Trapped in the Closet: Chapters 13-22 (2007 Video)
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I mean, the characters were hysterical and I wondered where the hell he came up with some of this stuff, but I felt he was just showing the different characters he can play so some producer would notice and start putting him in movies. Honestly, he was just showcasing his talents instead of moving forward with the story. The first chapters were good, and it was a movie that I could watch over and over but this second one felt hollow.
If R. Kelly wants to go out with a bang with this, he should just go with the first characters he had and just tell their story instead of these other characters that didn't need to be in the movie. That's just my opinion and I am rating this kinda because I am an R. Kelly fan through thick and thin and I'm a little bias.
It is convoluted, I'll give it that. After a while, despite knowing who the characters (mostly) were, I didn't even care anymore. Where as in the first dozen chapters there was some continuity to the madness of another "GOTCHA" coming out of a closet or a cabinet or behind a door, this time there's a lot more that's meant to be going on. But it only works in spurts, which are a good few (i.e. just seeing a 'double' Sylvester in his white suit, as if his God character or something), but far in between. I don't mind if it's cheesy or stupid or meant to be wack-a-doodle nuts. For something like this I DO want it to be that way to get all the camp value for a few buck's worth. But if there's no "good" end result, it doesn't click as well. If the first dozen chapters are a finely tuned train wreck, this second set is more like an Amtrak that skids a little on the rails, but stays firmly on its tracks.
Trapped in the Closet is a sort of hip-hopera or urban opera, according to Wikipedia. Written, directed, singing, and starring R. Kelly, it chronicles the bizarre twists and turns of a man named Sylvester after he's caught having a one-night stand. It's nothing short of brilliant.
It would be very easy for this to get very bad. It could take itself seriously and be a joke. It could be a tremendous failure. In fact, people seem to be conflicted. They either love it or hate it. Just go look at the comments, and you'll see for yourself. But I'm on the love it side.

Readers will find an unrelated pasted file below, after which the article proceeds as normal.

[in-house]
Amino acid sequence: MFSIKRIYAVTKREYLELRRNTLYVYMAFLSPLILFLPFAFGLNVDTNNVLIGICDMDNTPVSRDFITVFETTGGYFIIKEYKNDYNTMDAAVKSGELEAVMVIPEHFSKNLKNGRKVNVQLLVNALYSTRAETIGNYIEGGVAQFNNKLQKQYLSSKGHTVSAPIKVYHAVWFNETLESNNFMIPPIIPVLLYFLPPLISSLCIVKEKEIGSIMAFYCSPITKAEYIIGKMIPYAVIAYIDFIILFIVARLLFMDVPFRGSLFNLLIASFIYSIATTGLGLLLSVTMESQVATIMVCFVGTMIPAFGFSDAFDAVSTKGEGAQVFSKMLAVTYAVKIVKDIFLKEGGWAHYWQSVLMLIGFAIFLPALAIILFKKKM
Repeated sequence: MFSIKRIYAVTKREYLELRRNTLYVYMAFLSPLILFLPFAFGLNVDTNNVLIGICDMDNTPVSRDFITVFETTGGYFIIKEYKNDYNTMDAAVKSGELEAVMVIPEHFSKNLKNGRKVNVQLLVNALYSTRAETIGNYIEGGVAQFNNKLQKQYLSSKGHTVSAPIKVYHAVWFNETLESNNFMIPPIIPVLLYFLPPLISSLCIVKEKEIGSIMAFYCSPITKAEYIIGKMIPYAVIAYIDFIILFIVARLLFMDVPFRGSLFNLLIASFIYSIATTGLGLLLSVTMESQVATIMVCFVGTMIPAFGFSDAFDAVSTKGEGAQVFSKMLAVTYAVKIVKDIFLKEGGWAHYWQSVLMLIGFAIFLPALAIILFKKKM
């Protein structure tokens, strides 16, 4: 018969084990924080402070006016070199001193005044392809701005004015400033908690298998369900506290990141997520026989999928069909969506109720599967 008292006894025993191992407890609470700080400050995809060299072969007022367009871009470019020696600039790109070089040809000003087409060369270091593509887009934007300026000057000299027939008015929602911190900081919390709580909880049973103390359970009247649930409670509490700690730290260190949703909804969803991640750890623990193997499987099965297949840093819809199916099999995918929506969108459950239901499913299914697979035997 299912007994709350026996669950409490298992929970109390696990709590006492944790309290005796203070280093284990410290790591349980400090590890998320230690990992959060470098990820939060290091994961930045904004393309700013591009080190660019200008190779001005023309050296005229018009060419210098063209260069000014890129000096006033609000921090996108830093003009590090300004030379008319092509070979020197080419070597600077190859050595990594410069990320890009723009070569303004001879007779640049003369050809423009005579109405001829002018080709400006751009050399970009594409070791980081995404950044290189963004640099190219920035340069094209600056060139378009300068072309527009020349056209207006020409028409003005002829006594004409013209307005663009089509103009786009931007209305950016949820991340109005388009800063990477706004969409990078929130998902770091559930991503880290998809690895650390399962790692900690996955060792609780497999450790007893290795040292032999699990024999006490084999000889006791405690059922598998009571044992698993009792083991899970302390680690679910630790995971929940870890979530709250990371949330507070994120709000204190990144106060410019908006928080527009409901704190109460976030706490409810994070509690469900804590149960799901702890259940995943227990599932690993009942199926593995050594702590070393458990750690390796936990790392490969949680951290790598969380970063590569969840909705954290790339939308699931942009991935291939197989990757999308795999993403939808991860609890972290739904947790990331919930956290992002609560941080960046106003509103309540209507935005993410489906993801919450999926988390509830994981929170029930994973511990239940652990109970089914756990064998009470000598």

Mostly because it is hilarious. I didn't really go into it expecting gay lovers and midgets, but that's exactly what I got. Set to repetitive background music with strategically-placed instrumentals, it's all about the amazing lyrics. So what if they don't always rhyme? So what if the music isn't that great. It's not about that.
I saw it today in "movie" format, all twenty-two chapters together in an hour-and-a-half movie form. It was pretty good, and that is what I give three and a half stars. I give the fragmented series a four. It is designed to be seen in little bits with a cliffhanger. I saw it first on the internet, and actually, I would recommend that over seeing it all continuously. It's the whole suspense and the feeling like, "Oh my god, I have to see what happens next." It takes you back, in my case, before I was born, to old radio dramas and crazy soap operas and laughs at them.
The series isn't over yet; there are ten more chapters coming out this summer. They'll probably be on IFC, which is where I saw the movie.
And a note, there's quite a bit of violence and homophobia presented, and that's been a problem to some, too. For some reason, if it's in a movie, it's okay, but people expect all series to be like The Andy Griffith Show. Anyway, yeah, they talk about violence. Not too much is shown, but they do talk a lot about domestic violence. And there is homophobia, but there are four queer characters. The homophobia's presented as part of the story. Good lord, people, no need to get so defensive; he didn't have to put any gay people in it. And I know R. Kelly has been accused of horrible things. And that has nothing to do with this series.
One might suspect that if R Kelly had managed to persuade the money men to OK the first series, the unexpectedly half-positive critical response forced their collective, calculating hand to demand a second where there was - artistically speaking - none. Worse than wallpaper.